Like the Judge Carbuccia in her dissent, the Prosecutor worried that this decision could create inequality between different accused: some (like Joshua Sang) without important functions that meet the test would always have to be present whereas the more powerful accused (like Kenyatta or Ruto) would almost always be able to negotiate their absence from court owing to the functions that they perform.

The Prosecutor felt that prompt reference of the issue to the Appeals Chamber would move the case forward expeditiously. She pointed out that a similar point must be decided by the Kenyatta Trial Chamber. She also raised the question of whether, after a lengthy trial, Ruto’s absence could be used as a grounds to appeal a possible conviction on the argument that his right and duty to be present was non-derogable and could not be waived either (i) by his choice or (ii) at the court’s discretion. Thus she wants the issue settled before trial so that time and expense are not applied to proceedings that could be nullified much later over the absence question.

The Defence replied to this application by arguing that the Prosecution’s grounds for appeal were speculative, implausible, remote and/or theoretical. The Defence felt that the Prosecutor simply disagreed with the majority decision but had failed to show any appeal-able issue. According to the Defence, the Prosecutor had not shown how deciding the appeal would assist in the expeditious and fair conduct of proceedings. Further, the Prosecutor had misunderstood the test laid out by the court for ‘exceptional circumstances’. According to the Defence, the test had little or nothing to do with the executive functions of the the accused.

The Defence argued that the issue of a possible appeal against conviction does not arise because William Ruto waived his right to appeal on an issue that turned on his voluntary absence from proceedings. Finally, the Defence suggested that the Prosecutor’s argument that this issue could affect other cases before the ICC was a policy argument that could not validly be advanced to support an appeal on an issue specific to this case.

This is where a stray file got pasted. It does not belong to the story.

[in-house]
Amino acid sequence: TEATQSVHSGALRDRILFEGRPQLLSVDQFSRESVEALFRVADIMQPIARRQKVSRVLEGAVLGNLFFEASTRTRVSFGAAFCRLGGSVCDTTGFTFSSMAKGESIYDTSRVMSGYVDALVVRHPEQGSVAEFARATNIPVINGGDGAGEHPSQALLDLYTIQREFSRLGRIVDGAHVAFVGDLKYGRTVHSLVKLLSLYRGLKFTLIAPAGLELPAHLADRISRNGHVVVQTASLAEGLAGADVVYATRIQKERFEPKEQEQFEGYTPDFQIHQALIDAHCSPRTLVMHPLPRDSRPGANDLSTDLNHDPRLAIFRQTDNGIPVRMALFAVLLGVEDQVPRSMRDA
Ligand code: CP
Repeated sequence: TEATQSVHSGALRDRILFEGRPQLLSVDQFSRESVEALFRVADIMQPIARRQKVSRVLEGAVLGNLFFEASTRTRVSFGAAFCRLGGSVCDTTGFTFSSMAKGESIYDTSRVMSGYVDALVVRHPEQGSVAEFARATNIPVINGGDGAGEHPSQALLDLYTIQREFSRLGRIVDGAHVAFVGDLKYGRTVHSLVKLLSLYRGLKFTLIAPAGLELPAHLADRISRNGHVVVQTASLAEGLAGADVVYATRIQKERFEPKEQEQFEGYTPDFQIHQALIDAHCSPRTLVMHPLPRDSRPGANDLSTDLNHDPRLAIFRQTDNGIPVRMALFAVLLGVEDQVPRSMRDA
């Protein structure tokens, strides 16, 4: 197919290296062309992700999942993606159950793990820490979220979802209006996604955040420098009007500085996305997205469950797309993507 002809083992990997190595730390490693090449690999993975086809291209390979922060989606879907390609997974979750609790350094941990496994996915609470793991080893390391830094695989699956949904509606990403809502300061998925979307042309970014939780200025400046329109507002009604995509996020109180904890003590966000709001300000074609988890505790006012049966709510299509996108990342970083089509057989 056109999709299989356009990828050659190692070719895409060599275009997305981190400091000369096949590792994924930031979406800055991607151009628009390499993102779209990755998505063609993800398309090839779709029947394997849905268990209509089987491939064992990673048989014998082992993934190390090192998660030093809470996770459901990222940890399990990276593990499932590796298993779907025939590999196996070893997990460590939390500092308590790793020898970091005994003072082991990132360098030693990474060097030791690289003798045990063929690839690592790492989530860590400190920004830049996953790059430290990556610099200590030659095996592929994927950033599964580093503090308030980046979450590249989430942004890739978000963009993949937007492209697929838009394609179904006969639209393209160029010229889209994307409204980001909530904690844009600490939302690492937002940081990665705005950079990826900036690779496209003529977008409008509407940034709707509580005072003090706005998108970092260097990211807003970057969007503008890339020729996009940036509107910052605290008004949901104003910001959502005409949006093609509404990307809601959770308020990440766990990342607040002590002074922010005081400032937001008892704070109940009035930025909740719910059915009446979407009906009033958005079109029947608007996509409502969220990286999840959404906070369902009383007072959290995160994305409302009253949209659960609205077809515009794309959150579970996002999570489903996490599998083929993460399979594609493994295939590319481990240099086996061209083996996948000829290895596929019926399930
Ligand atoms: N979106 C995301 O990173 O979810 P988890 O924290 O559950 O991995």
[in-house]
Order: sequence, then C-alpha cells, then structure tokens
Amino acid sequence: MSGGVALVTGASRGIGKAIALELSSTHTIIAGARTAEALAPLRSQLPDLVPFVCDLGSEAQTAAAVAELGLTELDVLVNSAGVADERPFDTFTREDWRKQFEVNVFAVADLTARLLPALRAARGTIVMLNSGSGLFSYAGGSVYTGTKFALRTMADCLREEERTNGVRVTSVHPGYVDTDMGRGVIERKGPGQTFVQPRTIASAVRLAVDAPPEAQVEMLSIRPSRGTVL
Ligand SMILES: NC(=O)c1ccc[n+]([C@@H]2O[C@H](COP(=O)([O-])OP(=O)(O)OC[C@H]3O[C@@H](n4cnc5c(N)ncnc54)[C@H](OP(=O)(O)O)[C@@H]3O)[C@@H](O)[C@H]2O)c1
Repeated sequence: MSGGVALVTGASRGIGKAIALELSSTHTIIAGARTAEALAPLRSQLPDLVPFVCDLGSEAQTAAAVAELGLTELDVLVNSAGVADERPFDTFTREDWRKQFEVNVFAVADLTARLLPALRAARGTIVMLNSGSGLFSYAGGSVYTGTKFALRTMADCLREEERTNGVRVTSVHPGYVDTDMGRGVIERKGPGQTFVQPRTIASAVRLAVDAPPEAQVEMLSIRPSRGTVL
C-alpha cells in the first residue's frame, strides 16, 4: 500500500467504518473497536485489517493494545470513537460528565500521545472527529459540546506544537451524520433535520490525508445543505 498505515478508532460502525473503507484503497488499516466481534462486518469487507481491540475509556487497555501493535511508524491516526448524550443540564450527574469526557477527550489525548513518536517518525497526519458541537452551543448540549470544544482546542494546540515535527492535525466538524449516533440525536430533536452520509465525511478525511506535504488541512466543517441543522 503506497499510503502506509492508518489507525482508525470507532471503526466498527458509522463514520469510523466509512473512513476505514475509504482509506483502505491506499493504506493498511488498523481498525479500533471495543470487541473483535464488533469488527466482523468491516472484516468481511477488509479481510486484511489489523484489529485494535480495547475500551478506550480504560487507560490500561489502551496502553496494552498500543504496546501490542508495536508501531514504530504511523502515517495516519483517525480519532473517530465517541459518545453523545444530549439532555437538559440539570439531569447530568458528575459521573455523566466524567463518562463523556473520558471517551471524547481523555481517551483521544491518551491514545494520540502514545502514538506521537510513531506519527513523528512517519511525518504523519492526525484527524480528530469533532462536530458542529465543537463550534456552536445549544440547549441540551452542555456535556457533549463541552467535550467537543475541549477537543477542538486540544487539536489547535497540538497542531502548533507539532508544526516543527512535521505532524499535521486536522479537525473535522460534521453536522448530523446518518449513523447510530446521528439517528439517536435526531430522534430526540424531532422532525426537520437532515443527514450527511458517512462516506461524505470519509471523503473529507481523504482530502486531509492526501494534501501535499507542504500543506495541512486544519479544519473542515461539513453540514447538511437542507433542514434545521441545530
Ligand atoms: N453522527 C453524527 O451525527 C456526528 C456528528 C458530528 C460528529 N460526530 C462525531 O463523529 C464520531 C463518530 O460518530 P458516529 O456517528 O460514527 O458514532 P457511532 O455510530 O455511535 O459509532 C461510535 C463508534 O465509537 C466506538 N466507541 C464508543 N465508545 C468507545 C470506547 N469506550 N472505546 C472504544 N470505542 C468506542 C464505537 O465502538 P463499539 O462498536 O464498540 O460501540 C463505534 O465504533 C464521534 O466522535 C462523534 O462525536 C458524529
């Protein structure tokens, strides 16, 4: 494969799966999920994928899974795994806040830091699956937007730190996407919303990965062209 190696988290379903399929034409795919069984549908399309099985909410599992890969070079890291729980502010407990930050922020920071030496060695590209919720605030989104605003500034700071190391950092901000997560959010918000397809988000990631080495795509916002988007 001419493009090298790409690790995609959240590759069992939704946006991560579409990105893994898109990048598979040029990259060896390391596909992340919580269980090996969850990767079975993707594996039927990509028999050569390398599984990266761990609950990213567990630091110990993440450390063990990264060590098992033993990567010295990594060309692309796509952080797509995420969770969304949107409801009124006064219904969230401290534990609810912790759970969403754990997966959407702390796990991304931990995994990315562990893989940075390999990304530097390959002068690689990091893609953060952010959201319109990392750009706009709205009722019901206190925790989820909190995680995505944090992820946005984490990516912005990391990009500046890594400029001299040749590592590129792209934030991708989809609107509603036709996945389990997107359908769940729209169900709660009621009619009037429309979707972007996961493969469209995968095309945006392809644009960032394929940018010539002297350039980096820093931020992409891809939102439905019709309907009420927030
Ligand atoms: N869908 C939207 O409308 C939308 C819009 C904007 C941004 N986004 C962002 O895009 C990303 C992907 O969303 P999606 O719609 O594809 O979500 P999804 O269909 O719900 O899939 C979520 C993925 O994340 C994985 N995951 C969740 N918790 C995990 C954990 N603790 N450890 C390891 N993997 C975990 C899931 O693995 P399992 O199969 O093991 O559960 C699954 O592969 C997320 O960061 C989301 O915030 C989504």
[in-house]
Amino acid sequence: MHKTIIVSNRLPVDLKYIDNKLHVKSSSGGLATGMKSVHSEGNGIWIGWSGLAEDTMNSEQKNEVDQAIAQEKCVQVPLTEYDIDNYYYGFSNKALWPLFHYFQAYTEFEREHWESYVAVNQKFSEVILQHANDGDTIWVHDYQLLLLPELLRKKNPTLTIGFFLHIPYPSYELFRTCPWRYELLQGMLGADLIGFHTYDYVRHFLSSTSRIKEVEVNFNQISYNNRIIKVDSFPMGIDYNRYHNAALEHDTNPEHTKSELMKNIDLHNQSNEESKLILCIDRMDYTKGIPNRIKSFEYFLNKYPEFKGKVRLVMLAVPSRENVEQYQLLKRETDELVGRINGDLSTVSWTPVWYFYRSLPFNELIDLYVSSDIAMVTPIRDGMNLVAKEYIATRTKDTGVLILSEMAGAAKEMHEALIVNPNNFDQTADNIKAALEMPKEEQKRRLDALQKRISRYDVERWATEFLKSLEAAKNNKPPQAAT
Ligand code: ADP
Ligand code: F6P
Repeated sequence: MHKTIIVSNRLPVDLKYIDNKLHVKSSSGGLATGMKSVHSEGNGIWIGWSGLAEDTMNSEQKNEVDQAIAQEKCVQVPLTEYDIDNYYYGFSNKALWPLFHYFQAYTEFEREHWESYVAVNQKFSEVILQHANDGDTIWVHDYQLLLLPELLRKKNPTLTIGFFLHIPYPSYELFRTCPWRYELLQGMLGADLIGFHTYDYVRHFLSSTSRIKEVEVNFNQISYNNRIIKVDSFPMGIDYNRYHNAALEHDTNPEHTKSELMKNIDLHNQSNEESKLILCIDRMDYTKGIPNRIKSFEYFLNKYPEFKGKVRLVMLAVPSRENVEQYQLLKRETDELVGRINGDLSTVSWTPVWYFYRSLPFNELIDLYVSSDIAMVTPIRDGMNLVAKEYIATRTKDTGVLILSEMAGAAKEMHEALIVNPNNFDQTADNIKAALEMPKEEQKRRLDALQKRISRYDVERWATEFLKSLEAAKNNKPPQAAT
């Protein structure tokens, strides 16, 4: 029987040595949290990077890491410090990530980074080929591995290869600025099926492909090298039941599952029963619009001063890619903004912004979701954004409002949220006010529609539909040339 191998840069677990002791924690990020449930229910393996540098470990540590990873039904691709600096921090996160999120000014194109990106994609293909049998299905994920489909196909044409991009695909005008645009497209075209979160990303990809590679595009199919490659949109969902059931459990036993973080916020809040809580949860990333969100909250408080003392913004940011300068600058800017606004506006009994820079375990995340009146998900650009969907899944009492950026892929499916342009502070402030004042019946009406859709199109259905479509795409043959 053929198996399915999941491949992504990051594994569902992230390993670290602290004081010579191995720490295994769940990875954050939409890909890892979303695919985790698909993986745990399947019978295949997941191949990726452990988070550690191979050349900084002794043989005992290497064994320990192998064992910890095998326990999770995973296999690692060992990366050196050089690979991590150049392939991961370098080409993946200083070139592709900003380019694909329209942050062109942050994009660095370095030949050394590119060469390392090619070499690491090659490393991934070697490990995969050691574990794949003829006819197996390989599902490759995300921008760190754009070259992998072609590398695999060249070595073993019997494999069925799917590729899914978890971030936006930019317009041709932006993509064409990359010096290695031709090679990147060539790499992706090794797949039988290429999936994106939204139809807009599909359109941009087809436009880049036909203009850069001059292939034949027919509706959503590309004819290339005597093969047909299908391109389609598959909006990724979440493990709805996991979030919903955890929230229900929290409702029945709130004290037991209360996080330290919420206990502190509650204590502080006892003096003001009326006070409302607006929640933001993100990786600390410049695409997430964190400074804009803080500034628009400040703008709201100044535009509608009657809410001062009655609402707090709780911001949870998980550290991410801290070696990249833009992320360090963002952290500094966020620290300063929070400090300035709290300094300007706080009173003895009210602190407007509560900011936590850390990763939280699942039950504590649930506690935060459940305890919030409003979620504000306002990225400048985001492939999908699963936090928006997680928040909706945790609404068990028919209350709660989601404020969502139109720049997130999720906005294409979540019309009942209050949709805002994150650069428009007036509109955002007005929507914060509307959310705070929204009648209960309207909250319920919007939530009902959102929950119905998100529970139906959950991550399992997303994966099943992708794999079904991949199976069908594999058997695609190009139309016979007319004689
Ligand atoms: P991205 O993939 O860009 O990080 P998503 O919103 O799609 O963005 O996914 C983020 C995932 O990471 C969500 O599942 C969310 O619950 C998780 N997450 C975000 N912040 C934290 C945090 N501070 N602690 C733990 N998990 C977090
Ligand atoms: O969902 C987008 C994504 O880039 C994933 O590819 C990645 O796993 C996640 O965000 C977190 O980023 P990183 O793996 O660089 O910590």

The Majority of the Trial Chamber (Judge Eboe-Osuji dissenting) agreed with the prosecutor that there were appeal-able issues in the application. The judges also agreed that the issues would significantly affect the fair and expeditious conduct of the trial or its outcome; if Ruto were convicted and appealed, the risk existed that parts or all of the trial being nullified because of his absence at certain stages. This would lead to significant delay. Furthermore, conducting the trial with this issue hanging over it would lead to greater uncertainty if there is evidence that was heard while Ruto was absent from court. Therefore, fairness required the Appeals Chamber to review the decision now, before trial gets underway.

Judge Eboe-Osuji dissented because he did not feel the issues raised significantly affected the conduct or outcome of trial in the way the prosecutor was arguing. He appeared to agree with the Defence that the arguments put forth for leave to appeal were largely hypothetical and based on many ‘ifs’, ‘mays’, and ‘possiblys’ which required speculation about what might happen in the event Ruto got convicted. He also felt that the Prosecutor was wrong when she complained that the principle of equality before the law was violated by the test requiring the accused to show ‘exceptional circumstances’ for his absence. The judge felt that the law

Recent Court Documents in the 2 ICC Kenya Cases 25 July 2013

Following the instructions of the court, William Ruto deposited a document waiving his right to be present at his trial at the Hague.

The trial chamber also ruled on the Government of Kenya’s submissions on cooperation. The judges did not go into the merits of the matter, noting that there was no application by the Prosecutor accusing the Government of non-cooperation. They did however ask all parties to submit requests of notification of any applications relevant to the Government (such as a possible application for Non-Cooperation and Referral to State Parties). They dismissed the Prosecutor’s request that the GoK be cautioned for revealing confidential information in its filings because the GoK had already recognised the mistake and apologised.

Following the Hague trials of 4 Kenyans to the end. A blog by Archie Nyarango